The bar was reasonably busy; it had the advantage of being the only one open. I saw many people from my course, laughing in their pretentious manner, trying to surpass each other with their tales of their boardroom (and bedroom!) antics. I had avoided their eye contact, more willing to chew glass than sit with them and become involved in their sycophantic conversations. Three beers later, I decided I needed to get out and roam about. I entered the ladies. That’s when the really weird stuff started.

I was drying my hands when the door burst open and a flash of blonde whizzed past and locked herself in the only vacant cubicle. It reopened a tiny crack, a quiet voice hissed out ‘Do something’, and the door slammed shut. I was bewildered for a second, but then in a moment of God Knows Why, I grabbed one of the Out of Order signs off the adjacent door and stuck it on the door she was hiding behind. Again, the main door flung open and a scowl of dark brunette stormed in. Blessedly ignoring me, she marched to the cubicle I had removed the sign from and hammered with the force of Thor upon the door. When there was no answer, she knelt and thrust her head under the door before thundering away, muttering something unintelligible but clearly containing language you wouldn’t use in front of your gran! So the next question I could ask myself is why I didn’t just walk out of the toilet then and there but instead a ill-advised curiosity made me clean my hands again, check my hair and then call out – ‘Coast’s clear’. A rattle of metal lock and the door creaked open. A cautious glance round confirmed to her I was telling the truth. The door opened the rest of the way and she breezed out as if nothing had happened, fluffing up her hair and checking her make-up.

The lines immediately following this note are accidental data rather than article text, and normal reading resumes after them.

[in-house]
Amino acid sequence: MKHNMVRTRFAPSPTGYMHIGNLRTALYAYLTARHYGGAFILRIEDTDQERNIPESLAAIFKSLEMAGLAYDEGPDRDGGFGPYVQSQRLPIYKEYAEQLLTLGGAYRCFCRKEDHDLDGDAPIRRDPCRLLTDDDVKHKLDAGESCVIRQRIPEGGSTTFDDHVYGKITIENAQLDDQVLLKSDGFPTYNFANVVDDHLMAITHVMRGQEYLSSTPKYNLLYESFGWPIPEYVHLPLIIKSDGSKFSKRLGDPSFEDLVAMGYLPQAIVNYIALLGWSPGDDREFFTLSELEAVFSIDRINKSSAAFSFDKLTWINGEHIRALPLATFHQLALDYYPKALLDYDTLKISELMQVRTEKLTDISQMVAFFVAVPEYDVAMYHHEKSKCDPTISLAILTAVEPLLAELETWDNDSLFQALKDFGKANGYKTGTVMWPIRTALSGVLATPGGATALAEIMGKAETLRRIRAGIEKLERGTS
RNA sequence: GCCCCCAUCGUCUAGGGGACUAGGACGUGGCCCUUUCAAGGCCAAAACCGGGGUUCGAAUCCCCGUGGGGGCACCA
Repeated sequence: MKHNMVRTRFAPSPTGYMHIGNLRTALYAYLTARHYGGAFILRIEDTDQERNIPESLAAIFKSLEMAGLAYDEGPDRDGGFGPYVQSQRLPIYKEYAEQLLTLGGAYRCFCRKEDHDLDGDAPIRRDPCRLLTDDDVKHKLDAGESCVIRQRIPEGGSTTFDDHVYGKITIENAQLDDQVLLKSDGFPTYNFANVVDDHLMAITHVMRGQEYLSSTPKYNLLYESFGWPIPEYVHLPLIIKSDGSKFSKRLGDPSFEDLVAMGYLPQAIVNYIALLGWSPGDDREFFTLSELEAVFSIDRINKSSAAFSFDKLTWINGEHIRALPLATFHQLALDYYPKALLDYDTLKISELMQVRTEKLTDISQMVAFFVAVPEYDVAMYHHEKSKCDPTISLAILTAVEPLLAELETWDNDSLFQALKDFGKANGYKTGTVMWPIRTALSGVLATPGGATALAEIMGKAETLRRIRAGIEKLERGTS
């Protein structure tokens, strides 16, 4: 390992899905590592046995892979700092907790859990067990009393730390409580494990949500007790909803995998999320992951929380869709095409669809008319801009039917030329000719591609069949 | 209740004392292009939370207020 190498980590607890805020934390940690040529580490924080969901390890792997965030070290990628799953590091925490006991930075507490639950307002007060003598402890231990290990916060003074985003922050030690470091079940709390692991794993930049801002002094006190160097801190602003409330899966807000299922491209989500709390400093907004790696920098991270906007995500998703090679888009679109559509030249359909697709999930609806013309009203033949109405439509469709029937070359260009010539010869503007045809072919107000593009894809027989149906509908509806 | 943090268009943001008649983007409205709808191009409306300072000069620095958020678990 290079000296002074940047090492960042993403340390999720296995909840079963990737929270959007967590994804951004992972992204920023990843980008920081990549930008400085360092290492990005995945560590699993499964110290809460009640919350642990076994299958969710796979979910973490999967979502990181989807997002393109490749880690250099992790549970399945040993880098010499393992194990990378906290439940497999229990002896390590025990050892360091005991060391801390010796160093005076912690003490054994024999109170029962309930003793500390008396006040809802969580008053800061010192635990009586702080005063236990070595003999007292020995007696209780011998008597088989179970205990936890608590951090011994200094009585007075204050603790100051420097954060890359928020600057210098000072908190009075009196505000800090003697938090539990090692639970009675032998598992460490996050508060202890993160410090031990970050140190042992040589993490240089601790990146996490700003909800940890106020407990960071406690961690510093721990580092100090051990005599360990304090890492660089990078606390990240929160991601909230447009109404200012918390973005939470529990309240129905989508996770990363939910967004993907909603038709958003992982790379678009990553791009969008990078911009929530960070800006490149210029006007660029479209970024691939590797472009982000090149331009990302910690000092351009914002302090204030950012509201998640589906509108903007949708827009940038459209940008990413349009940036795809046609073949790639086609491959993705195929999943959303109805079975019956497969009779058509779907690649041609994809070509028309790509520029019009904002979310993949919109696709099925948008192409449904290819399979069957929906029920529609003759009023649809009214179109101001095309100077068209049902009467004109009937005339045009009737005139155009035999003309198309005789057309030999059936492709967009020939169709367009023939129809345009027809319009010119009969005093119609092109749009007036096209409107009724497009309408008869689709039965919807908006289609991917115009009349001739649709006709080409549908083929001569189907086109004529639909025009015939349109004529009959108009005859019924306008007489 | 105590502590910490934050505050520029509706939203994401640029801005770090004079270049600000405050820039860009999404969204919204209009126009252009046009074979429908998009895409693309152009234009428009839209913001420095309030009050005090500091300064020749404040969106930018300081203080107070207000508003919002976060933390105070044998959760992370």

‘Thanks for that quick thinking. She is such a drag. I’ve been trying to break it off with her for ages and she just won’t accept it. I’ve been avoiding her all day. Thought this stupid seminar would get me away from her but no, the crazy psycho had to follow me here.’ She must have caught the bemused look on my face. She turned and smiled. Introduced herself as Daisy, a post-graduate research assistant currently working for a professor examining the subversive portrayal of females in Gothic literature with particular reference to the eroticism of the vampire genre. She was attending a weekend seminar on the subject. I inwardly breathed a sigh of relief – how much more interesting did all that sound than the boring crap I was being subjected to. I introduced myself and she smiled in a sympathetic manner when I revealed I was unavoidably connected to the ostentatious group now trying to flip beers mats! She was intriguing, a real sparkle in her eyes that was charismatic.

‘Fancy getting outta here? I’m not gonna hang around here for Psycho Annie to return and correct me if I’m wrong, but I’m sure as hell that you don’t want to socialise with that group of ‘Yes Lord Sugar’s’ blathering on out there.’ I couldn’t think of anything better. A 10-minute taxi ride later and we slipped into a quaint little pub, ordered two pints of some local brew that sounded more like an advert in a farmer’s magazine for an ointment to cure testicular conditions in bulls and found seats up a corner away from the suspicious glares of the locals.